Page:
Theoretically, AND can only be applied to these binary values, but Fusion permits AND to be used on any number, so for all practical purposes AND and Multiply are the same:
BG * Source = Output
In Photoshop Multiply always confused me due to the integer value display. Multiplication makes numbers larger, so why did 128 * 128 give 63? It turns out that Photoshop normalizes its integer values to the 0-1 range behind the scenes, so Multiply makes things darker. Fusion shows the normalized values, making it much easier to understand what’s going on. Multiplying by 1 (white) leaves the value unchanged. Multiplying by 0 (black) makes the Output black. Anything in between darkens the Output proportionately. This makes Multiply the ideal mode for placing black-and-white drawings into an image.
Another use for AND or Multiply is to create an intersection between two mattes. For instance, you have a plate with a character casting a shadow on a greenscreen. The background has a window, so you only want to see the shadow on the wall, not in the window. If you have a matte for the wall, you can Multiply it by the matte for the shadow and use the resulting intersected matte to color correct the wall. The color correction only happens where both the shadow AND the wall exist.
Multiply is also available in the Merge node, but it operates differently—see the Apply Modes section below for details. AND is also available in the Matte Control node.
The second Boolean logic operator, OR returns a value of 1 if either input is 1.
1 OR 1 = 1
1 OR 0 = 1
0 OR 1 = 1
0 OR 0 = 0
When working with non-binary numbers, the formula is a bit more complex than AND’s:
BG + Source – BG * Source = Output
Combining two channels with OR gives a non-linear progression. 0.1 OR 0.1 = 0.19 is just a tiny bit dimmer than 0.1 + 0.1 = 0.2. But 0.5 OR 0.5 = 0.75 is quite a bit dimmer than 0.5 + 0.5 = 1.0. The rate of change is fast where the sum of the operands is near 0 and slows the higher the sum gets. If the sum goes above 2, the result is reversed, reaching 0 when the sum is 4 and continuing to fall into the negatives faster and faster as the sum of the operands rises.
OR is useful to combine multiple mattes into one. Where either matte exists on the inputs, it will exist in the output. Unlike with an Add, the intersecting parts of the alpha will never go above 1, and they usually blend smoothly together. OR can create a “blobby” appearance where masks intersect, though, since the combined feathered edges are brighter than either edge alone would be. If you run into that problem, try Maximum instead.
Similar to an OR, the Exclusive Or only outputs True when the inputs are different:
1 XOR 1 = 0
1 XOR 0 = 1
0 XOR 1 = 1
0 XOR 0 = 0
As far as I am aware, there is no accepted simple arithmetic formula for XOR. Fusion is doing something when combining non-binary values with the operator, though, so it’s worthwhile to try to divine what it is. The formula I have derived is this:
(1-2*FG) * Source + FG = Output
As you can see from the image, having identical non-binary values returns a non-zero Output, which doesn’t accord with the logical concept of XOR. The FG acts as a range from its own value to 1-FG, and the other selects the percentage of that range on which the Output falls. For instance, if FG is 0.25 (0+0.25) and Source is 0, the Output is 0.25 (0 percent of the range from 0.25 to 0.75). As Source rises to 1, Output approaches 0.75 (100% of the range). It doesn’t actually matter which input is which. The formula works exactly the same if you swap FG and Source.
I find it difficult to intuit what OR and XOR are going to do for non-binary images, so I use them sparingly.
Divide is another simple arithmetic operation:
FG / Source = Output
There’s a catch, though. As any fifth-grader can tell you, you cannot divide by 0, but we certainly don’t want Fusion to crash every time we try. I couldn’t say for certain exactly what Fusion is doing “under the hood,” but at a guess I’d say there is a conditional statement to the effect of “If Source is equal to 0, set Output to 0.” That seems to be the behavior, anyway.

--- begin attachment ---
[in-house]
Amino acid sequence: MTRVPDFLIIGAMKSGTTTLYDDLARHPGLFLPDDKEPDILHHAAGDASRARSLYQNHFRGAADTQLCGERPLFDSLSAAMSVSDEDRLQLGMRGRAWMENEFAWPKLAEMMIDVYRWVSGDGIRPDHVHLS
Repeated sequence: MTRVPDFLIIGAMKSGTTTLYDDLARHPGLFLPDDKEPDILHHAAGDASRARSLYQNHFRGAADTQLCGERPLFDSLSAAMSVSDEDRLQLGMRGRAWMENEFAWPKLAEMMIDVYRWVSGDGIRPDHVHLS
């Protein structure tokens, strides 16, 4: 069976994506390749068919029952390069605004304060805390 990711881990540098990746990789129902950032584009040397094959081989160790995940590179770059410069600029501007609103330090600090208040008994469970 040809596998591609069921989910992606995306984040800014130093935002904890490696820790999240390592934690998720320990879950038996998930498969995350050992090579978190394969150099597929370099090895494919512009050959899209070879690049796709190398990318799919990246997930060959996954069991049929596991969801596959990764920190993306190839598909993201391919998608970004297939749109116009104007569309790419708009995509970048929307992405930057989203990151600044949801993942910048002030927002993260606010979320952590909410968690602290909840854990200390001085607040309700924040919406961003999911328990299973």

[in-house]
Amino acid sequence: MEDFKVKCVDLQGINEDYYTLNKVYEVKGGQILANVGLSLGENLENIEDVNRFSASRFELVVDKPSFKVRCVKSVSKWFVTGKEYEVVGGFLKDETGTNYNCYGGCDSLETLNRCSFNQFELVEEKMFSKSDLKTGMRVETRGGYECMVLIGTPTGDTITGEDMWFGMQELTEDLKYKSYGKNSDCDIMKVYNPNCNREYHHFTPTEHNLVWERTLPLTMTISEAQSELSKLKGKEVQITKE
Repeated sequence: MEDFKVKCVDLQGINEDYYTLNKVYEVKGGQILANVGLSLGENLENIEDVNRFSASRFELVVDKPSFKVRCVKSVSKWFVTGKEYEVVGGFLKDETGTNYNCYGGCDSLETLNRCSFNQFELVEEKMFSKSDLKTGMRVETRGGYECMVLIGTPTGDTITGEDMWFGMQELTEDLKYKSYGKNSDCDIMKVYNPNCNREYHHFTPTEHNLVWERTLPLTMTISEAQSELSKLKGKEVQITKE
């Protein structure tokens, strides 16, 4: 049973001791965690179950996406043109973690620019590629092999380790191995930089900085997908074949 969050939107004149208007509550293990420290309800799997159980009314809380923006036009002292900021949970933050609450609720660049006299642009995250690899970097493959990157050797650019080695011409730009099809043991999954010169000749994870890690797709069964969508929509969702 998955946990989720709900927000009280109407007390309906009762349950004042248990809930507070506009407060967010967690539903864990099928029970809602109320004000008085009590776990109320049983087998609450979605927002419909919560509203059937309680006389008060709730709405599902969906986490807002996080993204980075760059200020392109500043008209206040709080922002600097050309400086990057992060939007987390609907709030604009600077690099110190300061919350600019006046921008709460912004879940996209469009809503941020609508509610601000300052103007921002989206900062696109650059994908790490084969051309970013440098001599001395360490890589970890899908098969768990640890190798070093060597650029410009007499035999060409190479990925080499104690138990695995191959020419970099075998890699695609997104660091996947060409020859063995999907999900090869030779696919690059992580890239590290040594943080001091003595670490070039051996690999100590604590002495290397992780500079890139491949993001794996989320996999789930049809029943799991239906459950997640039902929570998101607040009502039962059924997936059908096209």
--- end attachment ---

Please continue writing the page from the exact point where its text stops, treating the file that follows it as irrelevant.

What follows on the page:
Divide is a mode that is seldom used, but when that rare case comes up that needs it, it can be very powerful. The most common use is to disassociate an alpha (unpremultiply), but there is an AlphaDivide node that does that more easily.
The Maximum mode chooses whichever value is highest and passes that to the Output. There is not a formula for Maximum—instead, it is calculated with some programming logic that looks like this:
If FG > Source then Output = FG else Output = Source
Maximum is very useful for combining mattes where you don’t want the combined alpha to go any higher than the highest of the input mattes. Unlike OR, it won’t create filleted intersections. On the other hand, it can’t be used to build up thicker areas using multiple low-density mattes because the end result will never be greater than the densest input.
The opposite of Maximum, Minimum returns the smallest of the two inputs:
If FG < Source then Output = FG else Output = Source
Minimum is used in a similar fashion to AND and Multiply—it creates and intersection of two channels, but unlike Multiply, it will not create a color that is darker than both the inputs. Like Maximum, this quality makes it suitable for intersecting mattes while easily controlling the minimum opacity of the result.
This mode, in my opinion, really shouldn’t be in the Channel Booleans tool because it only acts on the Foreground input:
1 – FG = Output
Unless there isn’t a Foreground attached, in which case it does the same thing to the Background. Confusing, no?
For a long time, I was puzzled why Fusion didn’t have an Invert node. It’s very easy to make, and it’s very useful. It turned out to have been hidden in the ChannelBooleans tool the entire time.
The Solid mode simply gives the Output channel a value of 1.0. It doesn’t care about the value of either input; it just makes things white. I suppose since I have given formulae for all the other modes, I’ll keep it up here:
1 = Output
There’s really no point in taking a screenshot of a pure white image, though, so I’ll save the server space!
Like Solid, Clear mode doesn’t refer to the input values. It makes them all 0:
0 = Output
And like Solid, providing a screenshot of a black rectangle is senseless.